Cindy had been a twenty-year-old clerk that everybody liked. She hoped to make enough money to go to college one day and planned to give dancing lessons to help raise the money. A vivacious young woman, she had won several dance contests. She had been last seen in her apartment building at 800 East Garfield Avenue. She had probably been headed toward Glendale Community College, where she worked nights answering the phone. Between her apartment building and the community college, Cindy had been kidnapped in the late afternoon.

Cindy Hudspeth had lived across the street from another victim, Kristina Weckler, even though the two women did not know each other. Detectives Bob Grogan and Frank Salerno both believed that there was a good chance that at least one of the killers lived in Glendale.





04-18-2013 09:17 PM
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Post: #13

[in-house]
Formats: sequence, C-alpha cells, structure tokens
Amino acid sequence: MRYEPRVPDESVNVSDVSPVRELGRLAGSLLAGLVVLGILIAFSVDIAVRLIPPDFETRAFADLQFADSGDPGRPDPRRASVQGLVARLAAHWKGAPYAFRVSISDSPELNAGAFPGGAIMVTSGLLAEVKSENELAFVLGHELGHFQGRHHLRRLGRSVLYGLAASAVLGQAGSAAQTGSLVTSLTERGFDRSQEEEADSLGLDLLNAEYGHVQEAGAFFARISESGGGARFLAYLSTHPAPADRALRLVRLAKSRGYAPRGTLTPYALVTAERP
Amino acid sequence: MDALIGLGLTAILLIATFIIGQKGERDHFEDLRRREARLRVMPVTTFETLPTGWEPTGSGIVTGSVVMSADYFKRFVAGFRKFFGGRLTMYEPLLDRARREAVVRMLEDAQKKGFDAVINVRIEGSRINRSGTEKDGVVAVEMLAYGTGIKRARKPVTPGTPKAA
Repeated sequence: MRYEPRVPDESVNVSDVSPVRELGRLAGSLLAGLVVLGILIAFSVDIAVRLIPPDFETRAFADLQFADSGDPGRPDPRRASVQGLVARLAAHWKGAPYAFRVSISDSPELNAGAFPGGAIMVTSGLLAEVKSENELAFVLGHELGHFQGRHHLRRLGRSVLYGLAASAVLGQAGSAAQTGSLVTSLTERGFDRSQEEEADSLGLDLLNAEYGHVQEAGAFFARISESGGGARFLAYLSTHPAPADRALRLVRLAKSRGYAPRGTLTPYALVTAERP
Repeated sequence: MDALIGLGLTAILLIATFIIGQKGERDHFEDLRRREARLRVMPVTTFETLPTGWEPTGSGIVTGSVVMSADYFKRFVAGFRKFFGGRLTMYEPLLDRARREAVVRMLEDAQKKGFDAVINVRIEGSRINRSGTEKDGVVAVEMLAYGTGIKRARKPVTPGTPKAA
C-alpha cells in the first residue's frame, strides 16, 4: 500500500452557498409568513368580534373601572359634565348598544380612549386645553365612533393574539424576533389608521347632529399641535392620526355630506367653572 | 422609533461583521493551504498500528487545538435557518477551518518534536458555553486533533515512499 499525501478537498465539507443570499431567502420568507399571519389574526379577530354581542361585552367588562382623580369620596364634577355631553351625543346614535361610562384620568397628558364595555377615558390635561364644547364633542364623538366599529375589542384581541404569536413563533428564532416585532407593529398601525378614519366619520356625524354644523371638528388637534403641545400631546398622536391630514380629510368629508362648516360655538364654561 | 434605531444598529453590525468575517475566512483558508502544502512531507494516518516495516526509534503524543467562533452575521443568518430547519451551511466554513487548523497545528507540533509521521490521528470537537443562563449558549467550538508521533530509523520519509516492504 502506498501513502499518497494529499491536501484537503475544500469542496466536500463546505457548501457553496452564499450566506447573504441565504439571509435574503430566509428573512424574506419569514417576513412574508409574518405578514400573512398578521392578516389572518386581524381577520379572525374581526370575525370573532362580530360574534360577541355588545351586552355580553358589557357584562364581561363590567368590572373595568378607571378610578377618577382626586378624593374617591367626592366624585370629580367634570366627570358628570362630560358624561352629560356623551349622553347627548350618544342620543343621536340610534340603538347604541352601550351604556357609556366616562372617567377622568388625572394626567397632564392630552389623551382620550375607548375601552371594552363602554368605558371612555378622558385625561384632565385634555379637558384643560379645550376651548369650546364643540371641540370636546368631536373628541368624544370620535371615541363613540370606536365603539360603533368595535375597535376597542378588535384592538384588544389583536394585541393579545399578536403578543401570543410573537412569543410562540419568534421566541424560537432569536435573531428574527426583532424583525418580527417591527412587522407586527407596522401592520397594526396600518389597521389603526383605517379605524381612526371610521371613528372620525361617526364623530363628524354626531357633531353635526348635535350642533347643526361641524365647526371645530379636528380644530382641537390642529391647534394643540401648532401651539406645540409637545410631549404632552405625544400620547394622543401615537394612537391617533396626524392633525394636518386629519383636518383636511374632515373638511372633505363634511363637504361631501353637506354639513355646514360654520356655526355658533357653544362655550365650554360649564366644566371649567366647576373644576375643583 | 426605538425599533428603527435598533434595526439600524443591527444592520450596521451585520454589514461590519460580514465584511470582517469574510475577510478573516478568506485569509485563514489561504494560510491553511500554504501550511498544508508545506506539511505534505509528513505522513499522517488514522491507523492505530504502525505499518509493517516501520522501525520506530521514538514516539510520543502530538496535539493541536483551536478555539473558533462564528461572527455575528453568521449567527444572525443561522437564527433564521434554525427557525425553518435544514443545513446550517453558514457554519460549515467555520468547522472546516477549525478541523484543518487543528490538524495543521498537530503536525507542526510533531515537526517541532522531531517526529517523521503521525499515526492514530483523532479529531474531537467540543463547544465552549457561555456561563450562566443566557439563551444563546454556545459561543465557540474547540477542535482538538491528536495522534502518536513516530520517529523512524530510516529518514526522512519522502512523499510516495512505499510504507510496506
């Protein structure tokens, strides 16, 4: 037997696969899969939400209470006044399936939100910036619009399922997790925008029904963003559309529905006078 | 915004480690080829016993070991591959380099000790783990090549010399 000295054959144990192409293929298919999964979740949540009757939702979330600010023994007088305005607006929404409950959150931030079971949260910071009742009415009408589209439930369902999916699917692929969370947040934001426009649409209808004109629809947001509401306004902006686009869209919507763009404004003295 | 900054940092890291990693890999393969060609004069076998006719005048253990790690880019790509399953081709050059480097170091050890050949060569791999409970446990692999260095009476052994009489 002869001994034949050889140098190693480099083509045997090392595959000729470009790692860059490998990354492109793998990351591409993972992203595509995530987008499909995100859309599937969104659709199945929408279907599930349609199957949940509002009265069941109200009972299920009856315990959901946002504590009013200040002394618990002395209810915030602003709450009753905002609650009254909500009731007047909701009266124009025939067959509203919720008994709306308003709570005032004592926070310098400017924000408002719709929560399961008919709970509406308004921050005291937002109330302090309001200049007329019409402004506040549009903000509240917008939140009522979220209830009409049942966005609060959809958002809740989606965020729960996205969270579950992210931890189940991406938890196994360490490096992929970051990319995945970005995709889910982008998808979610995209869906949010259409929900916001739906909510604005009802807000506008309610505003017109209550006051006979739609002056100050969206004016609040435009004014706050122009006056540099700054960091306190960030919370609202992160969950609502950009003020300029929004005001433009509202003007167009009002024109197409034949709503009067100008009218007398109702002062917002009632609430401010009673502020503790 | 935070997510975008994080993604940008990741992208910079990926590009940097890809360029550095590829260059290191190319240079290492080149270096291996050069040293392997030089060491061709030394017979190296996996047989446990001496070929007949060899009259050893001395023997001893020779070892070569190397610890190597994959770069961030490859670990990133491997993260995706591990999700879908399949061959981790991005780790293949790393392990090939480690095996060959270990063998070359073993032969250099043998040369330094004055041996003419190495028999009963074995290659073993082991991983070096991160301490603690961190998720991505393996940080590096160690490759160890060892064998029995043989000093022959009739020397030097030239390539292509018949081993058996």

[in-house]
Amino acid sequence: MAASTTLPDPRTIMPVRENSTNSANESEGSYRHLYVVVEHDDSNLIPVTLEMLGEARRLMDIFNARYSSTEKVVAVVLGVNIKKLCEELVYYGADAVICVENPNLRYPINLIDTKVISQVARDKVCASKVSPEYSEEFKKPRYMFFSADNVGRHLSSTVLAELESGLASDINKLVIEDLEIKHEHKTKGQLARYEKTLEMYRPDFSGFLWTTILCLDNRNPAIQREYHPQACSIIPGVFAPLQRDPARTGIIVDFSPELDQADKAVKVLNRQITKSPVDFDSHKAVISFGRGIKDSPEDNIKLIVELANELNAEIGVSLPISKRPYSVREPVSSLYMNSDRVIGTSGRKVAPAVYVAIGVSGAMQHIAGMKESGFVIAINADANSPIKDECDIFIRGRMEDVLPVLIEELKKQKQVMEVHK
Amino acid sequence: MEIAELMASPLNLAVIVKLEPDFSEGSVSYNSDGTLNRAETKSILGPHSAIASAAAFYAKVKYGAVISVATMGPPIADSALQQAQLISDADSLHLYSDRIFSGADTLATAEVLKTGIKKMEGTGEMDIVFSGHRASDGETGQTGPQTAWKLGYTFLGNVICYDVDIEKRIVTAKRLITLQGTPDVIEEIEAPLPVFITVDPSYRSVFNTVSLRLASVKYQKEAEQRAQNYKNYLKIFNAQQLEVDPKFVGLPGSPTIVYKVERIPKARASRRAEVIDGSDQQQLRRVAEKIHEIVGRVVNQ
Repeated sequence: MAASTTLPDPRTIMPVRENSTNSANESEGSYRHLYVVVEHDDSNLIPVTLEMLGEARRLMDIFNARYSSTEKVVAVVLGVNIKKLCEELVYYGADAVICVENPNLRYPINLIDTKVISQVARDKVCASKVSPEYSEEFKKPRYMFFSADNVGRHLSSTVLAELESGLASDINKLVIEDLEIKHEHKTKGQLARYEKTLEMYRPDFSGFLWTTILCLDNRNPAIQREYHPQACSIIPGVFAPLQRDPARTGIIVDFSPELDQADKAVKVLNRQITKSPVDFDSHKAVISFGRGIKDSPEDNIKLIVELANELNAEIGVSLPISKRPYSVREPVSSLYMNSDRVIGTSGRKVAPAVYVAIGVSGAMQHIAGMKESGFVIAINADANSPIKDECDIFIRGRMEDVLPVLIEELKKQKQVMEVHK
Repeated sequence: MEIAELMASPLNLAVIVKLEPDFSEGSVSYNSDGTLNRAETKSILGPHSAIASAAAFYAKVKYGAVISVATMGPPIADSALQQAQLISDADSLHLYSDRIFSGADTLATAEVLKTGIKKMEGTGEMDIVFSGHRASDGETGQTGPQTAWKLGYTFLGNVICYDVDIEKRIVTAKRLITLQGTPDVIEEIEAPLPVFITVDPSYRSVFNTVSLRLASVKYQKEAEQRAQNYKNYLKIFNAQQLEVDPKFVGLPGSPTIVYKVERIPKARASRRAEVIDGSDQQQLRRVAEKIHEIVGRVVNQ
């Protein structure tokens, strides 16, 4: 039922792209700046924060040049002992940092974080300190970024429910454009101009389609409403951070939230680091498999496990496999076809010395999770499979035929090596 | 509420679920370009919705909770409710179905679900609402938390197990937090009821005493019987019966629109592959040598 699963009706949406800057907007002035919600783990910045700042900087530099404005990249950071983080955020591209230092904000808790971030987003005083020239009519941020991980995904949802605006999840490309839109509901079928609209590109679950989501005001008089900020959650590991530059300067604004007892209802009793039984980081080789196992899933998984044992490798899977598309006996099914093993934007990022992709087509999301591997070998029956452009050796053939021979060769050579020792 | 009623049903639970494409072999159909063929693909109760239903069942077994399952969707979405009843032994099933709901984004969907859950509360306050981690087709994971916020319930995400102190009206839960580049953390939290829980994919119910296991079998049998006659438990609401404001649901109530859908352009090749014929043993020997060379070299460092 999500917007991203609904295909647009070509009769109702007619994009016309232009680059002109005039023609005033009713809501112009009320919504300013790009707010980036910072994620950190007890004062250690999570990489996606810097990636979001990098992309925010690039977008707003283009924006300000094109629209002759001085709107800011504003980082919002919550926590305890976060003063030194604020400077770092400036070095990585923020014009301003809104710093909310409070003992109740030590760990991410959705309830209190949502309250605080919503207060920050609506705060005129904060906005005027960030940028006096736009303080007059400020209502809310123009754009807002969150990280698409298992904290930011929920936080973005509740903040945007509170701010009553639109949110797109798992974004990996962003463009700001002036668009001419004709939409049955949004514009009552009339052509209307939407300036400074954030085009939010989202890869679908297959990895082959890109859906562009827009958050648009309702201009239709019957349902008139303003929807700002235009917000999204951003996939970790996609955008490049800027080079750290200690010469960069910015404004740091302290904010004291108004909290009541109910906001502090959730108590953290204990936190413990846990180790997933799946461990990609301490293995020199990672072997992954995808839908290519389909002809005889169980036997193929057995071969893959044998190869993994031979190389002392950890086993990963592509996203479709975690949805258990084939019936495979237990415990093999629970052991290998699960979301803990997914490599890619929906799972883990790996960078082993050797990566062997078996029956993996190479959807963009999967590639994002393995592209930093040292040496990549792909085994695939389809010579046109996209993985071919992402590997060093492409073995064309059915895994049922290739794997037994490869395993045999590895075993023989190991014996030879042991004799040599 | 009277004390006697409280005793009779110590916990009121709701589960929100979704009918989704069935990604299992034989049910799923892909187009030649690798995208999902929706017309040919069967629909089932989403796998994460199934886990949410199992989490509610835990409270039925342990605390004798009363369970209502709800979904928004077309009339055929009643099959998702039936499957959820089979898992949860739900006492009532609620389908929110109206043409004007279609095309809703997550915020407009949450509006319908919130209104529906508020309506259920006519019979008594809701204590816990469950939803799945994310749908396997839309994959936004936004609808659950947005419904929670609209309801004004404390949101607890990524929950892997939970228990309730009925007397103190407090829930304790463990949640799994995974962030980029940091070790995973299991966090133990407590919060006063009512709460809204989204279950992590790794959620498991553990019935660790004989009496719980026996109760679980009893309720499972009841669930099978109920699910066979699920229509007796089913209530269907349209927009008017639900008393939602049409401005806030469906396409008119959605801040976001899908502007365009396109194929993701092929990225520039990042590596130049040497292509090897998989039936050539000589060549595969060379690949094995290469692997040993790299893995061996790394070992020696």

RE: Kennith Bianchi & Angelo Buono

The Seattle Connection

The relationship between the LAPD and the LA Sheriff's Department had been notoriously bad for many, many years. Petty squabbles, jealousies, jurisdictional and territorial issues limited cooperation among the members of these two key law enforcement agencies and were a boon to criminals who took advantage of that situation. However, in this particular case, the two key investigators -- Frank Salerno of the Sheriff's department and Bob Grogan of LAPD -- worked well together and made a point of ensuring that information was shared between both large law enforcement organizations.